Interview of Steve Chalmers
Interviewed for the UCLA Center for the Study of Women’s Chemical Entanglements: Oral Histories of Environmental Illness series. A man living in Sacramento, California, and a retired technology strategist. Chalmers is living with MCS and considers himself “an armchair activist.”
- Chemical Entanglements: Oral Histories of Environmental Illness
- Environmental IllnessSocial Movements
- Biographical Note:
- Interviewed for the UCLA Center for the Study of Women’s Chemical Entanglements: Oral Histories of Environmental Illness series. A man living in Sacramento, California, and a retired technology strategist. Chalmers is living with MCS and considers himself “an armchair activist.”
- Chalmers, Steve
- Persons Present:
- Chalmers and Yiu
- Place Conducted:
- The interview was conducted using the Zoom video conferencing platform.
- Supporting Documents:
- Records relating to the interview are located in the office of the UCLA Library’s Center for Oral History Research.
- Interviewer Background and Preparation:
- This interview was conducted by Wei Si Nic Yiu, a graduate student researcher, for the Center for the Study of Women in cooperation with UCLA Center for Oral History Research; PhD student in Gender Studies, UCLA. Yiu’s dissertation focuses on queerness and archives of Asia.
- Processing of Interview:
- The interviewer prepared for the interview by reading a pre-interview questionnaire completed by the narrator.
- 2 hrs
- Regents of the University of California, UCLA Library.
- Series Statement:
- Chemical Entanglements: Oral Histories of Environmental Illness is a collection of interviews with over seventy individuals living in the U.S. and Canada whose family history, occupation, art practice, or activism have brought them into direct contact with illness experience and disability related to chronic, low-dose exposure to toxicant chemicals. The procurement of this collection (from March 2019 through September 2020) was sponsored by the UCLA Center for the Study of Women under the directorship of Rachel C. Lee, with interviews conducted by six undergraduates, five graduate students, two career staff, and two faculty members at CSW.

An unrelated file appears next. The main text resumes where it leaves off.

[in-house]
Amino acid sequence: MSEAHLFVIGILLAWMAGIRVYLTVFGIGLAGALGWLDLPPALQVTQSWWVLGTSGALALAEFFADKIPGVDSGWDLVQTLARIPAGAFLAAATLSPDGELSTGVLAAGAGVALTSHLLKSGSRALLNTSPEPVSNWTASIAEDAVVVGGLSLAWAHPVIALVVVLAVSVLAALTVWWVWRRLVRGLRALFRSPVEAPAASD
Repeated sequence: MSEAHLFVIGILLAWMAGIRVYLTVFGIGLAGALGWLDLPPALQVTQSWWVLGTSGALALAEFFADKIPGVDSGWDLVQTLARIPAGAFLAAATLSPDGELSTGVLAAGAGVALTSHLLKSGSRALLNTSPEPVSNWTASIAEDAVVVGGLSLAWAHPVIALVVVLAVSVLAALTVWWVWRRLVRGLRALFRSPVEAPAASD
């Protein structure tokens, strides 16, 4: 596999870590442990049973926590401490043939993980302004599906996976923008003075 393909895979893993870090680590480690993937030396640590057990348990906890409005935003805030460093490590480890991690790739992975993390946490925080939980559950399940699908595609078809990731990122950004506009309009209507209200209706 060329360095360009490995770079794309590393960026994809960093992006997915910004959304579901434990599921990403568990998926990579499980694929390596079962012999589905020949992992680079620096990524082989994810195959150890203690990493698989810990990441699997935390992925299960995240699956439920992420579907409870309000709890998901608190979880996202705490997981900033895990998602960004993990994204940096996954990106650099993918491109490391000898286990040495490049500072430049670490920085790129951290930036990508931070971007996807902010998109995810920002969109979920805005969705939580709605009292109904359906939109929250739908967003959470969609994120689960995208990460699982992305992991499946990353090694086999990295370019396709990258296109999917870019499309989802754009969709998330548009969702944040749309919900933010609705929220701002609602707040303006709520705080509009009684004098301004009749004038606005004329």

Personal background and suburban upbringing – childhood exposure to pesticides, fertilizers, elemental mercury contributing to later MCS – family members begin exhibiting symptoms after purchase of new home – hiring industrial hygienists to conduct testing on house – wife’s pre-existing MCS symptoms and intuition of needing to vacate house – lab tests failing to detect presence of toxins in house – evacuating house after multiple incidents of exposure triggering extreme symptoms in family members – consultations with physician toxicologists who deny illness – “prepare and protect” strategy for seeking accommodations for children in school – history of prosecution and delicensing of physicians in California for diagnosing MCS – history and politics around trajectory of clinical ecology and environmental medicine – lobbying efforts in Washington, DC to silence references to MCS – engaging in decades of personal research to understand politics around MCS – seeking accommodations from employer and taking early retirement – impact of MCS on productivity level at work – demands of managing an MCS household – challenges of finding products from non-fragranced facilities – challenges with traveling due to MCS – playing MMO games as a family in lieu of vacations – engaging in armchair activism and providing support in online communities – repeating three core messages regarding MCS – “Rosetta Stone” moment of disparate reactions to single exposure – heretical hypothesis regarding MCS – navigating day-to-day life with MCS – significant financial impact and factor of socioeconomic status in managing MCS – family support in navigating MCS – pattern of dismissal by mainstream medical doctors – functions of different online groups for people with MCS – need for change in basic theory underlying medicine